To pass the endless hours indoors, I decided to spend all my time working. Besides slaving in my nine-to-five as a tech marketing manager, I dedicated the rest of my free time to finish my masters’ degree and start an educational nonprofit organization. In the middle of the year, I, along with some friends from High School, launched Project TASK, to educate students in my hometown in the Philippines about the pandemic’s effects on society. Through webinars, we reached out to the youth in my hometown and displaced any misconceptions about the pandemic. Realizing the disastrous consequences of self-isolation, we followed this up with another webinar series on mental health. 

Ironically enough, I pressured myself into thinking that these efforts were not enough. I convinced myself I could accomplish so much more now that I am not partying and traveling. It was then that I launched this blog during the capstone term of my graduate program. I have always thought that there should not be any situation where I should not be flourishing. I got cocky. I challenged myself to thrive in the middle of the pandemic, while other people are just trying to survive. And so it began… the long, grueling hours of trying to finish my degree with a perfect 4.0 while trying to generate creative content. While I succeeded in all that and also getting a promotion in the process, it made a massive dent in my mental health. I burned myself out of what I enjoyed doing the most – content creation. Even worse, my physiological health did not stand a chance against my ruthless ambitions. In the last quarter of the year, I was diagnosed with carpal tunnel syndrome and gastrointestinal ulcer. I finally reaped what I sowed – in more ways than one.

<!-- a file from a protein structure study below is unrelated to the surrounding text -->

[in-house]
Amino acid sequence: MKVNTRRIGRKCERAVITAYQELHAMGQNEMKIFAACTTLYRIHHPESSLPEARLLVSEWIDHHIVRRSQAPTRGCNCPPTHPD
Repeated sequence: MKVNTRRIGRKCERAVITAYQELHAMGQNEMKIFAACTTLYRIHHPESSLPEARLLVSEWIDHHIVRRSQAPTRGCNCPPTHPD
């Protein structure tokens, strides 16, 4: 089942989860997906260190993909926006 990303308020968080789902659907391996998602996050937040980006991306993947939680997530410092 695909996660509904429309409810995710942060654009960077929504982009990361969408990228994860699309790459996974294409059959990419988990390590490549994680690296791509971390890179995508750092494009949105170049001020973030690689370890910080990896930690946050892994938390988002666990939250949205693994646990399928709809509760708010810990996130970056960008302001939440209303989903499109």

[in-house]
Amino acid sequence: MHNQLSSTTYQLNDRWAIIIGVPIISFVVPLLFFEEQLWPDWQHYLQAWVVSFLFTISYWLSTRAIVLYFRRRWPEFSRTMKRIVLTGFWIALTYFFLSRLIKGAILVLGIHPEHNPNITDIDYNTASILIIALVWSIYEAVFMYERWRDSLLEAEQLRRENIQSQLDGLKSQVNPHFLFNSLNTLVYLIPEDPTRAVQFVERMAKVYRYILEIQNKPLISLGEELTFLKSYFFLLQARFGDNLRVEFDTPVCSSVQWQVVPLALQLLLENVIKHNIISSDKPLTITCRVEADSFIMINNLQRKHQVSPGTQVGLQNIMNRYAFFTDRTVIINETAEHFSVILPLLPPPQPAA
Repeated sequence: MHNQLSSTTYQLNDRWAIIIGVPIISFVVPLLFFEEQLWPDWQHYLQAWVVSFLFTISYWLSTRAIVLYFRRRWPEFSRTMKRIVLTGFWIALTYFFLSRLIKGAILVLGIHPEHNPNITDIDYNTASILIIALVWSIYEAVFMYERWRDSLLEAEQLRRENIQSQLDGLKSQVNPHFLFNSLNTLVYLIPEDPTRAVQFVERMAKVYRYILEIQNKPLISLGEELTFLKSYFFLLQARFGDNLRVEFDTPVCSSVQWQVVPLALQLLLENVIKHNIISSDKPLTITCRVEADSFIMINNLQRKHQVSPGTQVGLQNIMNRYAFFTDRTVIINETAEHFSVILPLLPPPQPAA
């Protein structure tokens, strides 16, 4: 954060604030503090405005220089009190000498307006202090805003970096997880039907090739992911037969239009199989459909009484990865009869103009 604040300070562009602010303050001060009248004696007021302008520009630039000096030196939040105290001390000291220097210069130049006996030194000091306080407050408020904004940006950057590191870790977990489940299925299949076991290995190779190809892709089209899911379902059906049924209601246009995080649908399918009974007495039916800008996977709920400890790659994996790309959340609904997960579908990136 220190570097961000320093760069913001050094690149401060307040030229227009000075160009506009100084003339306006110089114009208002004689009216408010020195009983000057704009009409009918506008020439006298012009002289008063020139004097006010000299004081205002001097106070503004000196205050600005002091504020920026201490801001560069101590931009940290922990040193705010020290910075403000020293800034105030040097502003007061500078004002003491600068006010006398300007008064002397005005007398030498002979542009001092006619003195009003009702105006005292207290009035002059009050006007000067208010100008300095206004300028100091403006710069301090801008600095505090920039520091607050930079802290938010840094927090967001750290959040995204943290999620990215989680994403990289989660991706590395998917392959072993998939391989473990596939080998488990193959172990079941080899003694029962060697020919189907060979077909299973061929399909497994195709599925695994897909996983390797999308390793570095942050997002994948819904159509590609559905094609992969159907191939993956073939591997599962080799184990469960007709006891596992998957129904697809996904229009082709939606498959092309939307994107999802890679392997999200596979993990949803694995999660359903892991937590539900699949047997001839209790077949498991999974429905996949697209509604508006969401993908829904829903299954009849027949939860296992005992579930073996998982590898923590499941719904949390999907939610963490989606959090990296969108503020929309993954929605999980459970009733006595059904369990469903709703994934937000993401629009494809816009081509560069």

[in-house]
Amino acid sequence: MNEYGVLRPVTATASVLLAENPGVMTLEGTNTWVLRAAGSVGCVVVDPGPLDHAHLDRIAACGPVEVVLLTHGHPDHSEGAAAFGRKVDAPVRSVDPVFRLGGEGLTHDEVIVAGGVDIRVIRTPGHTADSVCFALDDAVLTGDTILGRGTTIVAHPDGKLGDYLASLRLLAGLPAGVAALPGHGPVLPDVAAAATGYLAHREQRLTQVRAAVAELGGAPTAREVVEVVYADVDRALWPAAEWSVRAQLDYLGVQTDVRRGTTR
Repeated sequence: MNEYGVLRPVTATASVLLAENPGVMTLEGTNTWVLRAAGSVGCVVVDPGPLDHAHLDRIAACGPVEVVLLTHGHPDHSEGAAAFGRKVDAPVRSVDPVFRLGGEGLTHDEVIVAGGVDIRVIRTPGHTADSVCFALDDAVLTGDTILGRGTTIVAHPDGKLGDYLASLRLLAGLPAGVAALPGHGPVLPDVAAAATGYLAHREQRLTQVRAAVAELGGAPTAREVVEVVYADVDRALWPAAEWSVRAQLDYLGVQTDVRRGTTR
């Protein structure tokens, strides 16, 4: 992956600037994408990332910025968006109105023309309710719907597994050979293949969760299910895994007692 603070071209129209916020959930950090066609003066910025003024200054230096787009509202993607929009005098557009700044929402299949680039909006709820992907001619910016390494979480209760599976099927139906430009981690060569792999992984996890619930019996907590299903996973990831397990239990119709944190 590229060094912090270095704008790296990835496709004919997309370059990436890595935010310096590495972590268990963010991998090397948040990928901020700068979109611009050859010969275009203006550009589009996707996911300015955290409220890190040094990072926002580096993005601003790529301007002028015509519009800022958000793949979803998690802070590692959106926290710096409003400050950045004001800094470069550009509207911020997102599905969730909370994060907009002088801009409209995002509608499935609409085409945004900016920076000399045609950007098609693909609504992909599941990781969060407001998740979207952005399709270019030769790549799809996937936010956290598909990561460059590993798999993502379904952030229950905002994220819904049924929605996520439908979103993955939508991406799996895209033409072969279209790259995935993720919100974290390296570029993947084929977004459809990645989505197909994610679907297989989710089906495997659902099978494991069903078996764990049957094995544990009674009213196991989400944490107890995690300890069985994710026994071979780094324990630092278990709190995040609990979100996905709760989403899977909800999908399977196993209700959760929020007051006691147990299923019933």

And so here we are in 2021. It is always a joy to welcome the new year, but it hits different this time. Last year, I had lists of different career moves I wanted to accomplish and countries I wanted to visit. While I still would like to pursue those if I can, my list of goals this year may have to look a little different:

  1. Love myself unconditionally
  2. Live freely and unapologetically
  3. Establish and maintaining boundaries
  4. Appreciate my loved ones
  5. Be more mindful of my carbon footprint
  6. Take a break once in a while
  7. Come out as gay to everyone without care of judgment
  8. Create content that I love and I would be proud of

At the end of 2019, I thought that I would be spending 2020 in a brand-new job and making six figures. I thought that I would be traveling the world. Life really has a funny way of working out sometimes. I welcomed 2020 full of hope and fresh aspirations. That did not change. Only now, those aspirations may look a little different. There will not be any other end-goal for 2021 than to just be happy.

What are your thoughts about 2020? How are you braving 2021? Leave a comment, message me, or send me a DM on Instagram.